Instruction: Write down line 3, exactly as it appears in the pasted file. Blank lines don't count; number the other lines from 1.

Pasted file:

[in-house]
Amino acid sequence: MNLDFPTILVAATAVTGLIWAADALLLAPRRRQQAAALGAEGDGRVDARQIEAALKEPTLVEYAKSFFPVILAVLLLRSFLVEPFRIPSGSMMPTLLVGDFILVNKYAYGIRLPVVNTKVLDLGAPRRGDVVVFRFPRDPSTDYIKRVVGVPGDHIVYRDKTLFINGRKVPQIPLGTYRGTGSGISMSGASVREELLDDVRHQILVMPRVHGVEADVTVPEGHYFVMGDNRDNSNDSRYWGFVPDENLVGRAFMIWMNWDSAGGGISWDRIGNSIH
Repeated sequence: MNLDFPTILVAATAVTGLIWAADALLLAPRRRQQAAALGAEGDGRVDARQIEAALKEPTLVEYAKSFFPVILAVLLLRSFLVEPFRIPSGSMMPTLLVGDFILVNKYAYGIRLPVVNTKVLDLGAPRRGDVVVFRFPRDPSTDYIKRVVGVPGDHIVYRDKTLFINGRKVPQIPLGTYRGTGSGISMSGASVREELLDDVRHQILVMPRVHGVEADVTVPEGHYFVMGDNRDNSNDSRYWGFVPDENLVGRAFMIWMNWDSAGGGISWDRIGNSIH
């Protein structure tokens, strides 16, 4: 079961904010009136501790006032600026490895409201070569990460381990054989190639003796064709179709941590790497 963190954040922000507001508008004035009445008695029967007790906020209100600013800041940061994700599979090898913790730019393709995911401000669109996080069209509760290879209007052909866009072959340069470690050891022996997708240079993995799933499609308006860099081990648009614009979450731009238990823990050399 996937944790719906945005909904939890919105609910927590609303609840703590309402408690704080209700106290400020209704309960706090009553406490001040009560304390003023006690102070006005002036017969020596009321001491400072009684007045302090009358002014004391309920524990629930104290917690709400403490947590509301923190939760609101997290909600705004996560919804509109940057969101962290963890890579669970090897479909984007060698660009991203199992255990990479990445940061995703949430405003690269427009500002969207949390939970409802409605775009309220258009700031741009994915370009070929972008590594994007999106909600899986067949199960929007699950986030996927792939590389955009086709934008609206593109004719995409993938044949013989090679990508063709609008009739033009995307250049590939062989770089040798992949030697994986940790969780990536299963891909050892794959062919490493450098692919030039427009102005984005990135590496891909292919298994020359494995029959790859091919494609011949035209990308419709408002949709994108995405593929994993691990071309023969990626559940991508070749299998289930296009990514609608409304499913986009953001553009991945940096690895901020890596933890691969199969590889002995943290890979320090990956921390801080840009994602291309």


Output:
Repeated sequence: MNLDFPTILVAATAVTGLIWAADALLLAPRRRQQAAALGAEGDGRVDARQIEAALKEPTLVEYAKSFFPVILAVLLLRSFLVEPFRIPSGSMMPTLLVGDFILVNKYAYGIRLPVVNTKVLDLGAPRRGDVVVFRFPRDPSTDYIKRVVGVPGDHIVYRDKTLFINGRKVPQIPLGTYRGTGSGISMSGASVREELLDDVRHQILVMPRVHGVEADVTVPEGHYFVMGDNRDNSNDSRYWGFVPDENLVGRAFMIWMNWDSAGGGISWDRIGNSIH